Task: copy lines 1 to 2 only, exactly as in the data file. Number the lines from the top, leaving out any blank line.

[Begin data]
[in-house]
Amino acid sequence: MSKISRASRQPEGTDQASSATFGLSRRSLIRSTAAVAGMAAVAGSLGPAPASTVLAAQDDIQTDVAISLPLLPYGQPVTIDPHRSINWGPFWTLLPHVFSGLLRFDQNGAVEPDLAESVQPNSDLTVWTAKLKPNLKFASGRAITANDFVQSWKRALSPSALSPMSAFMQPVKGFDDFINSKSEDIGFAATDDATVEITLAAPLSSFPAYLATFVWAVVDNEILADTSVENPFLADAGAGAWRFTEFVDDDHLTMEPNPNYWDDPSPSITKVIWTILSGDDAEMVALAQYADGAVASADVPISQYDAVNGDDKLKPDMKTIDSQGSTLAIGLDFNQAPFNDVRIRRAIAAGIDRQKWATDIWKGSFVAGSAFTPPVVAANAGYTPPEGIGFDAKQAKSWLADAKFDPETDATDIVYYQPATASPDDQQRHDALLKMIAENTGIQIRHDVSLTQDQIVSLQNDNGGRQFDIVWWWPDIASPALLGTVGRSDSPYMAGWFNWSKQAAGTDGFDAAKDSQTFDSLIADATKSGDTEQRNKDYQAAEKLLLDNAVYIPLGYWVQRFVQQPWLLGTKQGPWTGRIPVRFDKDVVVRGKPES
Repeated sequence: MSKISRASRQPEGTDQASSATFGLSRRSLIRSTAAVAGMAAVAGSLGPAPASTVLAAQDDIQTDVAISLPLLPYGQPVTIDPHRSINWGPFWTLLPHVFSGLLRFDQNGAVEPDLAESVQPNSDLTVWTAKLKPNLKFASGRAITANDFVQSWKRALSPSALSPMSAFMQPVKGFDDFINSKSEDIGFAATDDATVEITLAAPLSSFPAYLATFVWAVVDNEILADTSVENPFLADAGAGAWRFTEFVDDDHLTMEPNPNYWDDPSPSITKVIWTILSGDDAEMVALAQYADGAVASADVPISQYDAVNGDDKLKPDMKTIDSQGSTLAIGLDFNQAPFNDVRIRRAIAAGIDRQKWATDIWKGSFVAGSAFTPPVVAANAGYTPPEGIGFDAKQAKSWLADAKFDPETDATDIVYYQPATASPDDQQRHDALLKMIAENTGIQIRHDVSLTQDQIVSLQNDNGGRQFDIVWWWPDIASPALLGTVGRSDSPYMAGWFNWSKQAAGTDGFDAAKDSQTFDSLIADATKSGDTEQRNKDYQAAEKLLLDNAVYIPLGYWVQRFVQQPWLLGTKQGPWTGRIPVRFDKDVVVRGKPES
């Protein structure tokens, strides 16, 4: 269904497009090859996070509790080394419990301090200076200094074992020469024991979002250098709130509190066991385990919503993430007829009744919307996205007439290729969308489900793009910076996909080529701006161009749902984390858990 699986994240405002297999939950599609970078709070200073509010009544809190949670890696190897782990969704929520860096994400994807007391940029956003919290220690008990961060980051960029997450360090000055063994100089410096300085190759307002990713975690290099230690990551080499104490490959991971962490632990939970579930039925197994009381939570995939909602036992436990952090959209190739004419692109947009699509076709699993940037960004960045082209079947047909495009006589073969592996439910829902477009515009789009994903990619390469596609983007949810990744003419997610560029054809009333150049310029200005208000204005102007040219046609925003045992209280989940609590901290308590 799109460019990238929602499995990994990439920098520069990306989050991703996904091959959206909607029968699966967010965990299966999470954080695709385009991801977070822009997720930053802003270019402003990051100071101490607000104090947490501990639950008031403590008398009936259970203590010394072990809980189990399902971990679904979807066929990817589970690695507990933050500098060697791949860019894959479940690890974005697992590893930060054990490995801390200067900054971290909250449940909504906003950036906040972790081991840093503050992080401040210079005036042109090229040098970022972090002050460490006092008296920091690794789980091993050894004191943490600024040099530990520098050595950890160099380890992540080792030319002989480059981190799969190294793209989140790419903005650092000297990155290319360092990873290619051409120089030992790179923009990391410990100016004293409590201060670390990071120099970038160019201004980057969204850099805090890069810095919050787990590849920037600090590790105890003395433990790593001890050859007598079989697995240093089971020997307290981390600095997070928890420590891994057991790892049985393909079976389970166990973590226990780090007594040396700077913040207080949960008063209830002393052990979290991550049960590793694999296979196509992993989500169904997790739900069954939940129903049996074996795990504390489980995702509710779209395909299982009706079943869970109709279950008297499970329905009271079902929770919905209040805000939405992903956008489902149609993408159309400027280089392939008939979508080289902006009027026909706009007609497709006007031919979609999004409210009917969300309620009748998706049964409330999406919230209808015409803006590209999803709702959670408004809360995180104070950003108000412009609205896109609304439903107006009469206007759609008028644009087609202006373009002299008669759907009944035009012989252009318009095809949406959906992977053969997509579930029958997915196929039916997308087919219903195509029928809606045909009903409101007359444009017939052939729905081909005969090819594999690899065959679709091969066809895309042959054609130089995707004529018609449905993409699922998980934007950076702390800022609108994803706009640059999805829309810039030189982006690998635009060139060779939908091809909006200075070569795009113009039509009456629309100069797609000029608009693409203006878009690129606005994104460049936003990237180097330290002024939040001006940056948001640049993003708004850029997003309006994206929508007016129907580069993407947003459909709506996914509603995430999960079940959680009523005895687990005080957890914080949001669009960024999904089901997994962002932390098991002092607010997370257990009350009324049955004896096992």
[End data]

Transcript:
[in-house]
Amino acid sequence: MSKISRASRQPEGTDQASSATFGLSRRSLIRSTAAVAGMAAVAGSLGPAPASTVLAAQDDIQTDVAISLPLLPYGQPVTIDPHRSINWGPFWTLLPHVFSGLLRFDQNGAVEPDLAESVQPNSDLTVWTAKLKPNLKFASGRAITANDFVQSWKRALSPSALSPMSAFMQPVKGFDDFINSKSEDIGFAATDDATVEITLAAPLSSFPAYLATFVWAVVDNEILADTSVENPFLADAGAGAWRFTEFVDDDHLTMEPNPNYWDDPSPSITKVIWTILSGDDAEMVALAQYADGAVASADVPISQYDAVNGDDKLKPDMKTIDSQGSTLAIGLDFNQAPFNDVRIRRAIAAGIDRQKWATDIWKGSFVAGSAFTPPVVAANAGYTPPEGIGFDAKQAKSWLADAKFDPETDATDIVYYQPATASPDDQQRHDALLKMIAENTGIQIRHDVSLTQDQIVSLQNDNGGRQFDIVWWWPDIASPALLGTVGRSDSPYMAGWFNWSKQAAGTDGFDAAKDSQTFDSLIADATKSGDTEQRNKDYQAAEKLLLDNAVYIPLGYWVQRFVQQPWLLGTKQGPWTGRIPVRFDKDVVVRGKPES